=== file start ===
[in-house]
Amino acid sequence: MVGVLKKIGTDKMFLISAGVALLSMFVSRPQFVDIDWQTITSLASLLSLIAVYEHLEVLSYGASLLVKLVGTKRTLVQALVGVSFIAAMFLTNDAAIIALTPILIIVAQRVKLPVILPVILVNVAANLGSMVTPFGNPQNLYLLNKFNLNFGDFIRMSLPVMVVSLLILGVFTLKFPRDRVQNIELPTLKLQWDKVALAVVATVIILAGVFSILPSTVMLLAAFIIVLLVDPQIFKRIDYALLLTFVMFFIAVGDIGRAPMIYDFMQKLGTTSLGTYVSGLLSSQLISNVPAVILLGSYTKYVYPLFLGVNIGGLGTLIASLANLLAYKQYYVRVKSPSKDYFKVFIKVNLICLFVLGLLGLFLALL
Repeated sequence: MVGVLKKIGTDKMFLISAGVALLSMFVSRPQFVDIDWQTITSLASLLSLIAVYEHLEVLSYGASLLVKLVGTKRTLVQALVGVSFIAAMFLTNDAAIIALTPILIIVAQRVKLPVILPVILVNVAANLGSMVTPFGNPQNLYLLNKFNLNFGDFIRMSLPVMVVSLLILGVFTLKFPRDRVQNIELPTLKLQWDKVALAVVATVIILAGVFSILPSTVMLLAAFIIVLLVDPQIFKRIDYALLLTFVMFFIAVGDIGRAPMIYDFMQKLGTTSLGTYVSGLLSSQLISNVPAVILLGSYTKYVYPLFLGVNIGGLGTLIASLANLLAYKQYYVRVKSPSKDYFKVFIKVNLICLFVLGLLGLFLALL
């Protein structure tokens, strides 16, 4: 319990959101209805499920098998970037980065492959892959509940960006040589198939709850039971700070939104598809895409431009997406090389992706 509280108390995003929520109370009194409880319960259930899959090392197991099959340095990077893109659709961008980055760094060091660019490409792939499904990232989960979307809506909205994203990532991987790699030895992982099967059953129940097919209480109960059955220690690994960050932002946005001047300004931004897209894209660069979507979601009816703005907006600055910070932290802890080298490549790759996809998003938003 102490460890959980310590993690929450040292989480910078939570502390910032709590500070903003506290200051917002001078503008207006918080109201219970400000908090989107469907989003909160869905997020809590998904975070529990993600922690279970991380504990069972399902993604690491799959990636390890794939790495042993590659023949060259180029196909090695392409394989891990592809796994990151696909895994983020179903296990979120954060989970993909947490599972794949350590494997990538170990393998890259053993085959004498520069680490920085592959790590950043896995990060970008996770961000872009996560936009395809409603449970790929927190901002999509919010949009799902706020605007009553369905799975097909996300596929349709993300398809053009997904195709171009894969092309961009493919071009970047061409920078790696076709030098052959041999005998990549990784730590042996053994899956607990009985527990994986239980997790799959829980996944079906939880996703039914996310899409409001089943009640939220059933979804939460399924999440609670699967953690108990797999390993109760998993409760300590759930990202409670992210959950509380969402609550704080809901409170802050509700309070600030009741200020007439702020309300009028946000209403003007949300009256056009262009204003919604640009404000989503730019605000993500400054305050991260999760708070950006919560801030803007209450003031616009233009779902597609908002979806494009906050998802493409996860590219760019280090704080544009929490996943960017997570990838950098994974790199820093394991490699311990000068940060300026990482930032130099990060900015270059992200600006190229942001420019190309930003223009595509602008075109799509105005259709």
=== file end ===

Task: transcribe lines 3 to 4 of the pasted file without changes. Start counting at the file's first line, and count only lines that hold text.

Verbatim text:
Repeated sequence: MVGVLKKIGTDKMFLISAGVALLSMFVSRPQFVDIDWQTITSLASLLSLIAVYEHLEVLSYGASLLVKLVGTKRTLVQALVGVSFIAAMFLTNDAAIIALTPILIIVAQRVKLPVILPVILVNVAANLGSMVTPFGNPQNLYLLNKFNLNFGDFIRMSLPVMVVSLLILGVFTLKFPRDRVQNIELPTLKLQWDKVALAVVATVIILAGVFSILPSTVMLLAAFIIVLLVDPQIFKRIDYALLLTFVMFFIAVGDIGRAPMIYDFMQKLGTTSLGTYVSGLLSSQLISNVPAVILLGSYTKYVYPLFLGVNIGGLGTLIASLANLLAYKQYYVRVKSPSKDYFKVFIKVNLICLFVLGLLGLFLALL
């Protein structure tokens, strides 16, 4: 319990959101209805499920098998970037980065492959892959509940960006040589198939709850039971700070939104598809895409431009997406090389992706 509280108390995003929520109370009194409880319960259930899959090392197991099959340095990077893109659709961008980055760094060091660019490409792939499904990232989960979307809506909205994203990532991987790699030895992982099967059953129940097919209480109960059955220690690994960050932002946005001047300004931004897209894209660069979507979601009816703005907006600055910070932290802890080298490549790759996809998003938003 102490460890959980310590993690929450040292989480910078939570502390910032709590500070903003506290200051917002001078503008207006918080109201219970400000908090989107469907989003909160869905997020809590998904975070529990993600922690279970991380504990069972399902993604690491799959990636390890794939790495042993590659023949060259180029196909090695392409394989891990592809796994990151696909895994983020179903296990979120954060989970993909947490599972794949350590494997990538170990393998890259053993085959004498520069680490920085592959790590950043896995990060970008996770961000872009996560936009395809409603449970790929927190901002999509919010949009799902706020605007009553369905799975097909996300596929349709993300398809053009997904195709171009894969092309961009493919071009970047061409920078790696076709030098052959041999005998990549990784730590042996053994899956607990009985527990994986239980997790799959829980996944079906939880996703039914996310899409409001089943009640939220059933979804939460399924999440609670699967953690108990797999390993109760998993409760300590759930990202409670992210959950509380969402609550704080809901409170802050509700309070600030009741200020007439702020309300009028946000209403003007949300009256056009262009204003919604640009404000989503730019605000993500400054305050991260999760708070950006919560801030803007209450003031616009233009779902597609908002979806494009906050998802493409996860590219760019280090704080544009929490996943960017997570990838950098994974790199820093394991490699311990000068940060300026990482930032130099990060900015270059992200600006190229942001420019190309930003223009595509602008075109799509105005259709």